The other day, I was perusing our Netflix watchlist for movies to stream as well as the Recently Watched list and then all the Because You Watched This, You Might Like This suggestions, and I turned to Mr. Loosinhouse and said, "Damn! We watch a lot of crime, murder and suspense stuff! Why do you suppose that is?"
We ended up having a fairly interesting discussion about what was the actual attraction about this kind of content and why was it so prevalent as a topic in books and movies since primordial times. What is the lure? Is it a need for catharsis in order to sublimate our own dark individual urges? Is it a need for re-assurance of a moral order to the universe since most fictional murderers are found out and punished for their misdeeds, if not by man, then by some mysterious universal force of retribution that makes sure they come to no good end?
Mr. Loosinhouse opined that much of his own enjoyment of the genre stemmed from the puzzle aspects that is a standard structure - a number of traditional murder mysteries are laid out from the aspect that a murder has occurred and the perpetrator is unknown. Then ensues an intellectual exercise pursued by either an official policeman or a detective or some observant and intuitive amateur or some combination of all of the above, who must then examine the crime scene and the victim's life, and reach some thesis as to why they were murdered and who among the suspects would have the best motive, opportunity and ability to carry out the heinous deed.
The open challenge to the reader is to be a bystander following the narrative and to see if they arrive at the same conclusion as the detectives, hopefully before the entire scheme is laid clear in the "This is how this happened" speech given at the denouement among the assembled suspects, culminating as the snarling and hostile revealed killer is dragged out of the library shouting "Yes! I did it! And I'm glad do you hear, glad! She was a monster - I did the village a service!" or something like that.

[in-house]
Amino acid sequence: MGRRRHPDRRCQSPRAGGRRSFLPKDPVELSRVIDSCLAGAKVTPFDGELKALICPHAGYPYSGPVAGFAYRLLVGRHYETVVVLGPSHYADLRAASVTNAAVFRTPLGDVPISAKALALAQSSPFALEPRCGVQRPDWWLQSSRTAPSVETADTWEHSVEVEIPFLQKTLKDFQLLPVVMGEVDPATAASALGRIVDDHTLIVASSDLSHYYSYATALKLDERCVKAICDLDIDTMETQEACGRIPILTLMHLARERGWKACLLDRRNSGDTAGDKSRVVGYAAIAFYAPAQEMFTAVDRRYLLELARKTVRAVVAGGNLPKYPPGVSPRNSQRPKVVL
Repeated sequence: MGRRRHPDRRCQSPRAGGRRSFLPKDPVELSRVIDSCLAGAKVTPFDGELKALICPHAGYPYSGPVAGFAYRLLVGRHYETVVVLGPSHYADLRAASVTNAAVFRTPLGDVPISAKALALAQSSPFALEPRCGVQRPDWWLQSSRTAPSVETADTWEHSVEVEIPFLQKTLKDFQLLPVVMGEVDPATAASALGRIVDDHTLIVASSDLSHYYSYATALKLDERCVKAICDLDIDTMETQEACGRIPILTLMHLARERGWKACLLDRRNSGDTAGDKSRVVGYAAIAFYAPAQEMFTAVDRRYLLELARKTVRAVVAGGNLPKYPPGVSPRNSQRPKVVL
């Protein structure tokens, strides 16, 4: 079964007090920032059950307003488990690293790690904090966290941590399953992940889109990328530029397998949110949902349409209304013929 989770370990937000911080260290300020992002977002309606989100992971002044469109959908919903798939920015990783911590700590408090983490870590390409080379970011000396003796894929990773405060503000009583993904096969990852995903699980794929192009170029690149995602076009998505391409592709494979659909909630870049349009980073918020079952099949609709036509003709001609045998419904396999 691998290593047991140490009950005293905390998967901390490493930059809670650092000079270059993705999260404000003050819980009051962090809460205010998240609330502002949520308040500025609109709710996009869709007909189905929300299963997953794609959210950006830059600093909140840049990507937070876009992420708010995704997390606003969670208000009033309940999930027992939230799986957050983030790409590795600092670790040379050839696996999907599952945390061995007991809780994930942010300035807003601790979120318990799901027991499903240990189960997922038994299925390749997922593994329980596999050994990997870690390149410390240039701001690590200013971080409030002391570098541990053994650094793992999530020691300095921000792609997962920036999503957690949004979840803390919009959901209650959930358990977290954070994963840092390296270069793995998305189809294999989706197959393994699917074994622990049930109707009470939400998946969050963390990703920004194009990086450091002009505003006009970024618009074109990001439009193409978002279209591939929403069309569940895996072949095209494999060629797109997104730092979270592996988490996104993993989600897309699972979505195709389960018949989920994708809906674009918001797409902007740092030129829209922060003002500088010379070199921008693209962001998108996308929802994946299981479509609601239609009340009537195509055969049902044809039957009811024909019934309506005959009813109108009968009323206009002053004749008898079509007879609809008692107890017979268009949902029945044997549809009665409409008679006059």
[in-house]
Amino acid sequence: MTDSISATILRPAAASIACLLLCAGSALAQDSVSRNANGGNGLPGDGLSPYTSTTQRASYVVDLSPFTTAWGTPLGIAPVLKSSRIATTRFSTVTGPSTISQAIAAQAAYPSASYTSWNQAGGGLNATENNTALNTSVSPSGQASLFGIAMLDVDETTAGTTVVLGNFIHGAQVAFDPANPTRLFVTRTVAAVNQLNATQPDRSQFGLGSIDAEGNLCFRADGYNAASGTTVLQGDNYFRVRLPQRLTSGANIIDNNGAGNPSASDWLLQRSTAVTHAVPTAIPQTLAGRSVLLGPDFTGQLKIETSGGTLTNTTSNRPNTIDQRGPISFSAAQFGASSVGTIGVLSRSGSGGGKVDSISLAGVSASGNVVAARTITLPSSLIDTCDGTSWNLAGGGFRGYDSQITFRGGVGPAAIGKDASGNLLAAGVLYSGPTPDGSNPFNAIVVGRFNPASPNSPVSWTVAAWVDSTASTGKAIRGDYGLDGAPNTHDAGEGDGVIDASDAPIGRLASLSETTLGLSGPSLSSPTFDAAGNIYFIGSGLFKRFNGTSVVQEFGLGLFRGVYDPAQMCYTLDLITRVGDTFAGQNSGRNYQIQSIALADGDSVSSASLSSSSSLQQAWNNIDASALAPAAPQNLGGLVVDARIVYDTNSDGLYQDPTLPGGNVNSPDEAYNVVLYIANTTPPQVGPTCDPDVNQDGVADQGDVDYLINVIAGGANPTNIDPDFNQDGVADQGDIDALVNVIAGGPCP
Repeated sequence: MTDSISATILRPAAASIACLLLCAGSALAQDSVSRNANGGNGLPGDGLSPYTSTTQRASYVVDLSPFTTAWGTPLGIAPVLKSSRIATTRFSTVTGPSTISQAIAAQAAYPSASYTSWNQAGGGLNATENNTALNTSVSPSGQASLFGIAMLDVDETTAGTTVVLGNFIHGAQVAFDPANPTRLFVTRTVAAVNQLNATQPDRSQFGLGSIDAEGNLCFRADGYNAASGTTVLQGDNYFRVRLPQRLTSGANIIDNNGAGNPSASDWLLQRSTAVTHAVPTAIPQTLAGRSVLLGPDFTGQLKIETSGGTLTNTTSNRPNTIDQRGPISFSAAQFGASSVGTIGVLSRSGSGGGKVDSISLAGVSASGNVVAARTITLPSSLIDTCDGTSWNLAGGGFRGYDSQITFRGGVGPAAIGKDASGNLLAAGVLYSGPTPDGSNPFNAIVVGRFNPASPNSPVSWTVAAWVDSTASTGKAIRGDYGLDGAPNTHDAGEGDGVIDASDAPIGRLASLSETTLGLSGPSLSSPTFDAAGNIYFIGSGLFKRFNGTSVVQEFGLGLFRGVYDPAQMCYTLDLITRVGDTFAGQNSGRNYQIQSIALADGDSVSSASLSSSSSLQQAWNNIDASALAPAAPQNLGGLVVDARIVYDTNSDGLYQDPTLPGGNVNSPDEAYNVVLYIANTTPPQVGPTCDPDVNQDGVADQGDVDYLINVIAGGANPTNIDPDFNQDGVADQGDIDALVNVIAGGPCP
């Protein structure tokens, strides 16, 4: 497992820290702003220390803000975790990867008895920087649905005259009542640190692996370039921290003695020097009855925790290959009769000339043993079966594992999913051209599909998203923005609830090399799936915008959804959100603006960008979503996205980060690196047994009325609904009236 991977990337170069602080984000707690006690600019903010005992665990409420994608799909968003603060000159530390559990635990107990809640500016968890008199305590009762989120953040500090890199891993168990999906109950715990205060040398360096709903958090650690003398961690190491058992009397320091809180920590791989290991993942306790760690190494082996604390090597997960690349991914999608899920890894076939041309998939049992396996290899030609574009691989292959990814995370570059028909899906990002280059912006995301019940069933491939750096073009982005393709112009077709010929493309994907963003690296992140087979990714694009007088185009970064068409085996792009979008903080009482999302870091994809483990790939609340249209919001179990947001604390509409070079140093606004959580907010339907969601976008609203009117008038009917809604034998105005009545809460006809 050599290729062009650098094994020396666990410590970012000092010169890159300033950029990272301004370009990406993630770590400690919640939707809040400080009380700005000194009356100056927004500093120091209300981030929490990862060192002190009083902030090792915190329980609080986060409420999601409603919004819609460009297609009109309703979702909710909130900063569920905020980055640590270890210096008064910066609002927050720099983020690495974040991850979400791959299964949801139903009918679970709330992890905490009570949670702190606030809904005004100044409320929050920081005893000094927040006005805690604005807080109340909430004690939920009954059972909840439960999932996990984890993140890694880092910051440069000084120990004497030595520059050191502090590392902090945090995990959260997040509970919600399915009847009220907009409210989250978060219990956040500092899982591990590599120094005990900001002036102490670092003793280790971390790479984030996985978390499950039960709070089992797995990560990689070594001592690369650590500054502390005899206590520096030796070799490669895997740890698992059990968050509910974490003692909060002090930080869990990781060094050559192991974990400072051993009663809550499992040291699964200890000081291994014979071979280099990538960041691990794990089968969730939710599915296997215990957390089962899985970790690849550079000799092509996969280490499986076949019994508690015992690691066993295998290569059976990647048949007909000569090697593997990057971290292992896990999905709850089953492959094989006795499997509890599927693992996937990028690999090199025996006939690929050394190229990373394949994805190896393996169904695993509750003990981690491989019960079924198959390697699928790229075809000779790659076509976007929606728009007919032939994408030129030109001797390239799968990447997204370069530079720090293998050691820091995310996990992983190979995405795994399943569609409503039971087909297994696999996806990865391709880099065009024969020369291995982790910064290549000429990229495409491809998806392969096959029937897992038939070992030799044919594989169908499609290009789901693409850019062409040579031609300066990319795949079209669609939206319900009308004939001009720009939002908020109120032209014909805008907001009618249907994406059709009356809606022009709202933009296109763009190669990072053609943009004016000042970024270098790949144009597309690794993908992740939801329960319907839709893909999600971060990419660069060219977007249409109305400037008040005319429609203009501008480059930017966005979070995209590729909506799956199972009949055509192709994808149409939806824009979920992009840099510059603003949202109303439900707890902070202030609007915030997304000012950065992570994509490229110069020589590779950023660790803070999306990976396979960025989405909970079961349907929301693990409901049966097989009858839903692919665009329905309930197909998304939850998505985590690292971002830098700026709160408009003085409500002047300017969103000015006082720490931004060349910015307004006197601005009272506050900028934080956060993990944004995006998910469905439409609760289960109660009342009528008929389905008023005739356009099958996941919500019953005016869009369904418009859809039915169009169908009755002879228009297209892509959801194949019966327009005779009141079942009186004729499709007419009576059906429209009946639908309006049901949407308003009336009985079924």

In one of those beautiful co-incidences in life, the day after my husband and I were having this discussion, an amusingly wrapped book appeared in my mailbox (it was my birthday) from an old friend with a note saying "Saw this and thought of you - seemed right up your alley." Unwrapped was revealed a book addressing the EXACT topic about the lure of murder that my husband and I had been discussing.
The book was A Very British Murder by Lucy Worsley which examines this very topic, albeit limited to the British variant of the fever. The link above is to a review of the book by the Telegraph which is much better and more comprehensive than I could ever put together, give it a look. I am still in the early chapters, but it is all I could have hoped for so far.
From the review:
This is not a handbook for murderers, but a study of the license to thrill. As its subtitle suggests, it tells “the story of a national obsession”: how, over the past two centuries, the British have reacted to the changing circumstances of murder and developed it into a form of entertainment.My googling for a review revealed the happy news that the BBC did a limited series about the book which unfortunately is not available at this time, but lo and behold I did find that it is about to appear on PBS ( although at some very odd times) in the immediate future.
WGBH -A Very Birtish Murder
This morning where I am sitting it is drizzling, cold and grey - perfect weather for contemplating more about the "curious obsession" that grips so many of us - the need to not just WHO murdered Col. Mustard but where and why and with what weapon.
Books In My Life is a diary published most Friday mornings about books that have had a particular resonance in ones life for some personal reason. If you would like to write a diary in this series please contact Phoebe Loosinhouse by Kosmail to schedule a date